Today, leaders throughout the world are warning of what’s happening in not only Nigeria but throughout Africa:
Cameroon’s northern region has been designated a “red zone.”
Cameroon: Boko Haram and ISWAP continue to expand their influence. In 2020, the northern region of border country Cameroon also saw a deteriorating persecution situation. Because of the violent work of Islamic terrorist group Boko Haram, the far north region of Cameroon has now been marked a “red zone,” as the group continues to expand their campaign from northern Nigeria into the three bordering divisions of Cameroon’s far north.
Over the past eight years, villages here have been attacked numerous times. And there is no end in sight. With each assault, Christian communities are left even more vulnerable than before. In this area, Christians are their preferred violence target, which has been physically and psychologically crippling.
The Sahel: Just south of the Sahara Desert in the Sahel region, Islamic extremism is fueled by injustice and poverty. Extremist groups exploit governmental failures, and armed jihadists spread propaganda, push recruitment and conduct regular attacks. This year, some groups pledged to wage war against “infidels” like Christians—claiming, “Allah punishes us all,” with the pandemic because of the infidels.
A United Nations official recently said countries in the central Sahel—Mali, Burkina Faso and Niger—are home to the world’s fastest-growing displacement and protection crisis. In Burkina Faso, until recently known for its inter-religious harmony between Muslims and Christians, 1 million people—1 in 20 of the population—are displaced (and millions more are hungry) as a result of drought and violence. Last year, Burkina Faso dramatically entered the World Watch List Top 50 for the first time. This year, Islamic extremists continue to target churches (14 killed in one attack, 24 in another).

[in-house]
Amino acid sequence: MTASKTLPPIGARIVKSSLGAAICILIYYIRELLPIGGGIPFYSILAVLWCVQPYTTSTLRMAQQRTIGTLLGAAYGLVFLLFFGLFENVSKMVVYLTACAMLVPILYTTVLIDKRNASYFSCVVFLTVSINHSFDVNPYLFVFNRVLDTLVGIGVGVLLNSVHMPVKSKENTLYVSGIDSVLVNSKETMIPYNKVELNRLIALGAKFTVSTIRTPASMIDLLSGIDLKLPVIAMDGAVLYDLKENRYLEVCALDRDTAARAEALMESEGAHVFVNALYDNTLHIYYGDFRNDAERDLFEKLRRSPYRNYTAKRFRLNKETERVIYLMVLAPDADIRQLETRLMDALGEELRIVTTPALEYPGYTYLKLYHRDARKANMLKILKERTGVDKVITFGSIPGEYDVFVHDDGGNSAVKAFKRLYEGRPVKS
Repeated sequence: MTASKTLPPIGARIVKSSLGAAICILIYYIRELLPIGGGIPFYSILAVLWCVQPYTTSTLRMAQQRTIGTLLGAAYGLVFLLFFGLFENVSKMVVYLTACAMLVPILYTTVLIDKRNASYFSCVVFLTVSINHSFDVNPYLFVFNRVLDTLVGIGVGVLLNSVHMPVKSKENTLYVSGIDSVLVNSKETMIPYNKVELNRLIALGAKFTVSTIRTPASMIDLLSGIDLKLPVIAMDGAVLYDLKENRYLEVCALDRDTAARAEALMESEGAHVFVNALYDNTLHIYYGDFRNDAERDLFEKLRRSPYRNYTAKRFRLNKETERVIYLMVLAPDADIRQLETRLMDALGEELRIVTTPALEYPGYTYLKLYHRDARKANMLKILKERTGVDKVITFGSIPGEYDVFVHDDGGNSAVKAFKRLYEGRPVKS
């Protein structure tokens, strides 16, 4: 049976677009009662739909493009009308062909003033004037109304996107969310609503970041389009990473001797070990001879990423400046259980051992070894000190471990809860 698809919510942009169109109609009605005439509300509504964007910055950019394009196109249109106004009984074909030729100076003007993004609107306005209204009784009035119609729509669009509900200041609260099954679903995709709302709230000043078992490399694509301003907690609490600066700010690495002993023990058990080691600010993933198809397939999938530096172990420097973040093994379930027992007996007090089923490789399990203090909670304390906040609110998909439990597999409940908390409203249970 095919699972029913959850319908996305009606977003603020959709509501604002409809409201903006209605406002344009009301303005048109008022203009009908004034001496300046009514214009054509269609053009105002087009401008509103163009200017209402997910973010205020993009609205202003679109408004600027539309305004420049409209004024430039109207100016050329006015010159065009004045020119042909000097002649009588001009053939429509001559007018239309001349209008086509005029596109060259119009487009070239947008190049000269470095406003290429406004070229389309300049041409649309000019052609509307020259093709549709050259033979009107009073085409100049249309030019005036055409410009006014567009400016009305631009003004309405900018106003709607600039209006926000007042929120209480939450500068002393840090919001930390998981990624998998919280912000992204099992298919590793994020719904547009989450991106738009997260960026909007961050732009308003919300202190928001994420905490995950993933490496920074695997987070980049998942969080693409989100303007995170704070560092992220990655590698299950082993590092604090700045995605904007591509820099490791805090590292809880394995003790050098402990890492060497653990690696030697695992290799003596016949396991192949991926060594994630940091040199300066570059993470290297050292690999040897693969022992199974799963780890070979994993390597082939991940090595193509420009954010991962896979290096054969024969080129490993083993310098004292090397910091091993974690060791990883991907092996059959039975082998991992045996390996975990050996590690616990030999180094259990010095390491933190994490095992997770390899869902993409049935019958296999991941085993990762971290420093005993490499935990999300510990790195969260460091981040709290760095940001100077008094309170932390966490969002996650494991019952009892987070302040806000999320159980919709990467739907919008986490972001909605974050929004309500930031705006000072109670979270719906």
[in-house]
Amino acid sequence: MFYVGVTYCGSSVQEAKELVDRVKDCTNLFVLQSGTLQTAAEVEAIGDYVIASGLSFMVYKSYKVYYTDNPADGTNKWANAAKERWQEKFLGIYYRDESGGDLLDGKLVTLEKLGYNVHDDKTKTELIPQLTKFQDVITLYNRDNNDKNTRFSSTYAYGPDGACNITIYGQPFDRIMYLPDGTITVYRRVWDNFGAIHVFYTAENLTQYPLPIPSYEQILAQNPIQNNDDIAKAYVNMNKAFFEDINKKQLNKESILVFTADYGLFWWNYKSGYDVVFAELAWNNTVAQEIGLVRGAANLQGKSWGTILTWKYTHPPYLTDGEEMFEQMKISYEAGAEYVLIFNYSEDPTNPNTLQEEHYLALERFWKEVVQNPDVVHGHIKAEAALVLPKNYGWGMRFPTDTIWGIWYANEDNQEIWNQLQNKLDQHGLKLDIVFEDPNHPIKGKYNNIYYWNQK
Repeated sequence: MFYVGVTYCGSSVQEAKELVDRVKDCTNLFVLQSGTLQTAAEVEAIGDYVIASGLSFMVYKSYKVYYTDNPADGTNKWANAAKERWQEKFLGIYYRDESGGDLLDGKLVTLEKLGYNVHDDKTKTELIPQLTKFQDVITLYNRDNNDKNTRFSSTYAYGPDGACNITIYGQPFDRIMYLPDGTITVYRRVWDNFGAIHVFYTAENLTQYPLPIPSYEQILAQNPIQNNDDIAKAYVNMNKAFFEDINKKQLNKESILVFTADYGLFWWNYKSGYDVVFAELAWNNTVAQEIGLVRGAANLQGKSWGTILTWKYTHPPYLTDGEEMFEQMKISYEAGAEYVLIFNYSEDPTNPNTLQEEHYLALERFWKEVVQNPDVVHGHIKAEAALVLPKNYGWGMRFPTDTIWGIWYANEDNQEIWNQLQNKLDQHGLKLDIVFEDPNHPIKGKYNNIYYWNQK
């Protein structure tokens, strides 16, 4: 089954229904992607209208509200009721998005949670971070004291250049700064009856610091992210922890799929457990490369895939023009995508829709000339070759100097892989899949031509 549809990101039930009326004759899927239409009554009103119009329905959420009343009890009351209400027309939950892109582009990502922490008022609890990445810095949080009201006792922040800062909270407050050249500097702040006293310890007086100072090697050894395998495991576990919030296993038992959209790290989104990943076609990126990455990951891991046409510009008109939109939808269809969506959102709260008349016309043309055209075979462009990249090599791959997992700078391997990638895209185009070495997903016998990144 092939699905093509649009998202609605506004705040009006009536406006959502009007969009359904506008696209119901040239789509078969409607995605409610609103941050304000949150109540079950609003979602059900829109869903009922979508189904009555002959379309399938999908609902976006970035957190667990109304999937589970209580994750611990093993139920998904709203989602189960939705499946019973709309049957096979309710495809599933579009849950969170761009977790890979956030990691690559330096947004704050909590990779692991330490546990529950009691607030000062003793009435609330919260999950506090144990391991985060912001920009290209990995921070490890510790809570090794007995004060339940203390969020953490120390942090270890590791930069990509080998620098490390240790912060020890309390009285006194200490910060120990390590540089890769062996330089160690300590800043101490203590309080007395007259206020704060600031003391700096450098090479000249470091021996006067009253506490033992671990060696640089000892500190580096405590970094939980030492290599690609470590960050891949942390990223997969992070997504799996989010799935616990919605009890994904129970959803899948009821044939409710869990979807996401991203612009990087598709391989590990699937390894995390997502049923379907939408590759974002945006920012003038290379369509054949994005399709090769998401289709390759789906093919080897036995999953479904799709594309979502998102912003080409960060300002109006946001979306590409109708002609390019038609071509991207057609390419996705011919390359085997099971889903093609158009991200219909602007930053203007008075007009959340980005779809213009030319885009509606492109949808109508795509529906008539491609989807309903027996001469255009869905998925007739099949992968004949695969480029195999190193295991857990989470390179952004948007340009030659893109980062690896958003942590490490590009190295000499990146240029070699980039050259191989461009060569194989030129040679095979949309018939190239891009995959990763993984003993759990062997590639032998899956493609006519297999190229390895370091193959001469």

In the once-peaceful country where different religious groups managed to thrive, violent Islamic militants have killed church leaders, kidnapped families for ransom and burned down churches and schools. —a picture of both the severity of persecution and powerful faith in the lives God’s people. In Mali, Western Christian hostages are still held and killed.
Mozambique: In East Africa, Mozambique entered the top 50 due to Islamic radical violence in the northern province of Cabo Delgado. Christians face violence by a branch of ISIS that wants to impose Shariah law across the northern province bordering Tanzania. Another group has already attacked Christian villages across the border in Tanzania, where the autocratic President John Magufuli won a landslide election victory in October.
The Democratic Republic of the Congo (DRC): In Central Africa, the Congo entered the top 50 this year at 40, mainly due to attacks on Christians Islamic State group-linked attackers, the Allied Democratic Forces (ADF). ADF has almost total control over vast rural areas, and for years it has attacked Christian-run schools and clinics, burned down churches and killed community leaders.